Priority number five is to expand and modernize the Chinese military. Xi is overseeing the People’s Liberation Army’s biggest reform — in terms of military organization, weapons platforms and personnel — since 1949. The PLA is being transformed from an army-based institution for continental defense into a force for projecting power beyond China’s borders, through expanded naval, air-force, cyber, space and AI capabilities. Xi’s stated mission is to build a world-class military “to fight and win wars.”
The sixth objective is to secure benign and (when possible) compliant relationships with China’s 14 neighboring states and six maritime neighbors. Russia has been key to this project, having gone from being an historic adversary that occupied much of China’s strategic attention to a virtual ally. On the maritime front, China has made clear that it will not yield on its territorial claims in the East and South China Seas.
Seventh, on China’s eastern maritime periphery, Xi believes that he must push the United States back to the “second island chain” that runs from the Japanese archipelago through Guam to the eastern Philippines. China also wants to weaken (or sever, if possible) America’s long-standing security alliances in the region, particularly those with South Korea, Japan and the Philippines. The ultimate objective here is to enhance China’s capacity to secure reunification with Taiwan — by force, if necessary.
Eighth, to secure China’s western continental periphery, Xi wants to turn the Eurasian landmass into a new market for Chinese goods, services, technology and critical infrastructure investment. Through the BRI, he also wants Central Asia and the Middle East, as well as Central, Eastern and Western Europe, to become increasingly sensitized to and supportive of China’s core foreign-policy interests.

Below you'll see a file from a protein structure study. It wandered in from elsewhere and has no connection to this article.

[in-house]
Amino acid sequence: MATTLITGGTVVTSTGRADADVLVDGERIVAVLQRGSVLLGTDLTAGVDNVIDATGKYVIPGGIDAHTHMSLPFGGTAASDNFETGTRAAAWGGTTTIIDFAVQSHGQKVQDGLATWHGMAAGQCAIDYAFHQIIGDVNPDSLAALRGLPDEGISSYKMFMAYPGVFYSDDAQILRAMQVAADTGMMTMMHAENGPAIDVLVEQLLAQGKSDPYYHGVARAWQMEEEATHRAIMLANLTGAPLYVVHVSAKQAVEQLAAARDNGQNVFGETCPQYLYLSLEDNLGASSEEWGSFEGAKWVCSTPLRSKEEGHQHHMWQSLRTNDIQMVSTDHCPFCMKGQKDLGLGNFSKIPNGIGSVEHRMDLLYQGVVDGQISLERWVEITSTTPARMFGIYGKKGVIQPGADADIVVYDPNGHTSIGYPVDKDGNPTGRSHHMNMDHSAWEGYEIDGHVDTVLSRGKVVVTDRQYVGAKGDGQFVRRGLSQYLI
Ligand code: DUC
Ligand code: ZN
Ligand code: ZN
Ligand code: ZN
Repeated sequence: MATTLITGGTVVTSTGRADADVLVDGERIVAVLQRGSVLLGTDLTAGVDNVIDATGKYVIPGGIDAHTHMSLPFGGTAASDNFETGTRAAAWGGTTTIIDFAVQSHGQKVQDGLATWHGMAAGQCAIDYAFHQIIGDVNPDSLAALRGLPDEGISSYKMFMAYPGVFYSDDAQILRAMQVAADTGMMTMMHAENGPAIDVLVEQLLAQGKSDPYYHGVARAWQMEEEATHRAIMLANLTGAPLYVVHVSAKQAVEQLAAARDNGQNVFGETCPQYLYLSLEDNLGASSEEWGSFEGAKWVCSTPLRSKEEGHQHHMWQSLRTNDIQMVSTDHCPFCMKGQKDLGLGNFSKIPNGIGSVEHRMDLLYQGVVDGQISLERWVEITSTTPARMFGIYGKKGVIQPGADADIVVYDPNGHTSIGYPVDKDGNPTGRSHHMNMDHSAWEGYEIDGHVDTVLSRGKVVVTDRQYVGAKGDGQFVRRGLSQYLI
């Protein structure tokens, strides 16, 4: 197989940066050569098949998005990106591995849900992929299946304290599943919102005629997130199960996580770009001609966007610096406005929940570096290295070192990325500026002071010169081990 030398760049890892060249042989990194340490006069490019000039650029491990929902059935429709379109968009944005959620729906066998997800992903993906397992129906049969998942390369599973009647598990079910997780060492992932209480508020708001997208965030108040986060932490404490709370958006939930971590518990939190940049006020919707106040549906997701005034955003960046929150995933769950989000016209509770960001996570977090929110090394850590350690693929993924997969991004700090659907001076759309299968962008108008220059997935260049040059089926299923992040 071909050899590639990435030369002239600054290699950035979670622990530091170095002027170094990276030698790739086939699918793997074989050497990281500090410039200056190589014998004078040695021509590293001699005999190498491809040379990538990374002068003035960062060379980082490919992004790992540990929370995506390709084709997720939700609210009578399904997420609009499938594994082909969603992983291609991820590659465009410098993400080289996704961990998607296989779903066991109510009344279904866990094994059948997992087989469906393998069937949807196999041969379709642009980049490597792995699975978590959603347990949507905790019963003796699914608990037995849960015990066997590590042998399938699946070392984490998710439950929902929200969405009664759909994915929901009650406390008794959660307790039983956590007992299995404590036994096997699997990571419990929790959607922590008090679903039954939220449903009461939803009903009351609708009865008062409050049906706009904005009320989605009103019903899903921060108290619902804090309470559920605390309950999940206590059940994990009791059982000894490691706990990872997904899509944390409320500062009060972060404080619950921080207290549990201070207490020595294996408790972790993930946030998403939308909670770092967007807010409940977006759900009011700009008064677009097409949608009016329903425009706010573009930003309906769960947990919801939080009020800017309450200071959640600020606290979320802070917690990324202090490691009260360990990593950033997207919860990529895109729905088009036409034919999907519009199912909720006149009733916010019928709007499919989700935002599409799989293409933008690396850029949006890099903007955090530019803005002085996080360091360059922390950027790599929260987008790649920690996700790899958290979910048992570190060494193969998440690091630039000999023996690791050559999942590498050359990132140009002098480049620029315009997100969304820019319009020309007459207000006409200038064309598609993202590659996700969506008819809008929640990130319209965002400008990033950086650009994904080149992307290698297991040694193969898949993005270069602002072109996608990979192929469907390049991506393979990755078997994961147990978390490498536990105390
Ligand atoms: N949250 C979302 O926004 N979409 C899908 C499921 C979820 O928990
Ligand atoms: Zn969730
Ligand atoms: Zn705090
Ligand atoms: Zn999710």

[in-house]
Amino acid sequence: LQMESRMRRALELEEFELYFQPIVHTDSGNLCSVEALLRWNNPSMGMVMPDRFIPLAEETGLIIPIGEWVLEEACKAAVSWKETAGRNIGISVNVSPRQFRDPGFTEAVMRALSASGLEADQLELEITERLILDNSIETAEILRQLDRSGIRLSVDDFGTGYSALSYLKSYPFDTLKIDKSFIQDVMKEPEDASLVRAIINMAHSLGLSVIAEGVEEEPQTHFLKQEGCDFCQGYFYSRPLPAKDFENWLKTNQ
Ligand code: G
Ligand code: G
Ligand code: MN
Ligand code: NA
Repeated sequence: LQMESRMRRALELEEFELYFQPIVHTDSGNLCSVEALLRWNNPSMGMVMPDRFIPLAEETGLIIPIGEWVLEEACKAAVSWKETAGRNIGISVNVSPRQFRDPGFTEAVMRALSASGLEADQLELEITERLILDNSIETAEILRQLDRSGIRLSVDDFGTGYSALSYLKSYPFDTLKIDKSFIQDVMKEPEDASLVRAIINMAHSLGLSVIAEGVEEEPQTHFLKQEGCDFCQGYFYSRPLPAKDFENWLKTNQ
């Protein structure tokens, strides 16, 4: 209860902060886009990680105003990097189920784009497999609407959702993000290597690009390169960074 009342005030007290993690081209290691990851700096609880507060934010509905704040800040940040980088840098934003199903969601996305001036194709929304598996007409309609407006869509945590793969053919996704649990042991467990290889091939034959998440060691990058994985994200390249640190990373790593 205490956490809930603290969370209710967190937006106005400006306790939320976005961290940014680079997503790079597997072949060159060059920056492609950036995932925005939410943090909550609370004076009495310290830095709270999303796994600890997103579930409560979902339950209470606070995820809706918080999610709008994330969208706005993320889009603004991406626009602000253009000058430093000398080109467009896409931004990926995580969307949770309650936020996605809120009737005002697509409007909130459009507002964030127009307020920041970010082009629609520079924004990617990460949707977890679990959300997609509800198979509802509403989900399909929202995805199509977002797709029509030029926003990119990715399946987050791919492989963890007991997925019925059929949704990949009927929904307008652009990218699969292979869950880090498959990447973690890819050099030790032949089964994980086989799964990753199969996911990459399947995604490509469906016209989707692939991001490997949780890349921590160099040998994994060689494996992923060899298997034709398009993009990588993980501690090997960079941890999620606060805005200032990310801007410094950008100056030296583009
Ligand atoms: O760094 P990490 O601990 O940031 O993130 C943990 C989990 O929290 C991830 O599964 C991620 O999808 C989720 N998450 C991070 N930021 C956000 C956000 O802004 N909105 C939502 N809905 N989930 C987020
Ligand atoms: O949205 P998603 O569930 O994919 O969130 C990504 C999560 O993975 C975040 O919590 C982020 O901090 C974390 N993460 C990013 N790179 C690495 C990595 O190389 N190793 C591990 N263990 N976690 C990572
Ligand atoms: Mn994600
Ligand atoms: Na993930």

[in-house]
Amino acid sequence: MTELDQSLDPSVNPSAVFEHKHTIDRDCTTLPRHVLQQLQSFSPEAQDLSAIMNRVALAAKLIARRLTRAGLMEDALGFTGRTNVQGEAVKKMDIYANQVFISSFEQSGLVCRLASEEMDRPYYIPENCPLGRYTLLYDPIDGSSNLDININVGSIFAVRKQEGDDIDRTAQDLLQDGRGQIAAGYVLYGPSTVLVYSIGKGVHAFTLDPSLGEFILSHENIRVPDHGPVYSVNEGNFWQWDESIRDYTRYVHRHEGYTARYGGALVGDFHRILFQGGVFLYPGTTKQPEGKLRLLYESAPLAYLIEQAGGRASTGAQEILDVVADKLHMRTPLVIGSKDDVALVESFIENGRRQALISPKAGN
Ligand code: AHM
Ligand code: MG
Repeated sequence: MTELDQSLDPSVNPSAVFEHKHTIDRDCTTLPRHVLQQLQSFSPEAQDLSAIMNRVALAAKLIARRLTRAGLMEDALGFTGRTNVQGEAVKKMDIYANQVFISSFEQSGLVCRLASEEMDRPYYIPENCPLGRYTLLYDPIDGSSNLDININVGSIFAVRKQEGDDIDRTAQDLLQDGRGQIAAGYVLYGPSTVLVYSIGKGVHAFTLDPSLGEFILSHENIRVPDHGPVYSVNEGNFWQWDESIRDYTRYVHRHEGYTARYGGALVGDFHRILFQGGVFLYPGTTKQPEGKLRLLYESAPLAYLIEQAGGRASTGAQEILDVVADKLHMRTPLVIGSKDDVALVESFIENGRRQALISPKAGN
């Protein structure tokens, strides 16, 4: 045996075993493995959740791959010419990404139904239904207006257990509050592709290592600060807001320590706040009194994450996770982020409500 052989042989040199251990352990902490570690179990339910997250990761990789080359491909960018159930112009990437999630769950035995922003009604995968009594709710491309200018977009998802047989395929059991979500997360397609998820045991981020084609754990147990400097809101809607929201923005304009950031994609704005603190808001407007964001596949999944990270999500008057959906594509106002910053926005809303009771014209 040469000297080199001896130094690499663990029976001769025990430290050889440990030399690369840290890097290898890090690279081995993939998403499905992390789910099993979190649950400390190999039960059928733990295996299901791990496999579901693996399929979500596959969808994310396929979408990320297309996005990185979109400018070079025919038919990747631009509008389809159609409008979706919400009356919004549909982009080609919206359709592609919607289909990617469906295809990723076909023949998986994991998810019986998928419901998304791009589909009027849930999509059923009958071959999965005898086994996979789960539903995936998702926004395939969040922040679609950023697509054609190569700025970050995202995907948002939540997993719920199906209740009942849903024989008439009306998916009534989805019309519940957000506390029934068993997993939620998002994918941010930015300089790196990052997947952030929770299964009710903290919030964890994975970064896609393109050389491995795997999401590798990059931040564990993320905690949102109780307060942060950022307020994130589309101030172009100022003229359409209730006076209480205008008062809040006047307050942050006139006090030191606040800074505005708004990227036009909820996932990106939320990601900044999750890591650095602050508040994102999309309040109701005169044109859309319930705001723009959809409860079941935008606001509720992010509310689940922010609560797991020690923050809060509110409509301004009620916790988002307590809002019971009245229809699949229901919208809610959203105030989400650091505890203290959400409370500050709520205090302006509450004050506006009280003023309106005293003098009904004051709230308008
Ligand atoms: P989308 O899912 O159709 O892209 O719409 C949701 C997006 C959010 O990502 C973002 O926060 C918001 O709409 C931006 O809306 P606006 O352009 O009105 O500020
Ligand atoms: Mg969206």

Similarly, China sees large-scale market potential, not dissimilar to that of Eurasia, across the rest of the developing world, in Africa, Asia and Latin America. Hence, Xi’s ninth priority is manifested in the “Maritime Silk Road,” which is becoming as significant as the BRI. More broadly, China has also been successfully converting this global economic strategy into reliable G77 voting support in critical multilateral forums.
Finally, Xi wants to reshape the global order so that it is more accommodating of Chinese interests and values. China’ leaders see the post-1945 liberal international order as reflecting the worldview of the victorious white colonial powers that created it. Xi considers the world of 2020 to be radically different from that of the postwar era. China has therefore developed a two-pronged strategy. While increasing its power, personnel and financial influence within the existing global-governance institutions, China’s leaders are also building new, China-centric institutions like the BRI and the Asian Infrastructure Investment Bank.
Not everyone in the CCP’s senior echelon shares Xi’s worldview. There is much internal dissension and debate about whether China is overextending itself in departing from Deng Xiaoping’s long-standing strategy of “hide your strength, bide your time, never take the lead.” Time will tell how these debates shake out, particularly in the run-up to the party’s 20th National Congress in 2022, which will make the crucial decision about whether to extend Xi’s leadership term beyond previous term limits — through the 2020s and possibly beyond.
In this context, Xi’s management of the coronavirus crisis at home and of politically totemic projects such as 5G expansion abroad, assumes a critical new significance.
Kevin Rudd, a former prime minister of Australia, is President of the Asia Society Policy Institute in New York. © Project Syndicate, 2020 www.project-syndicate.org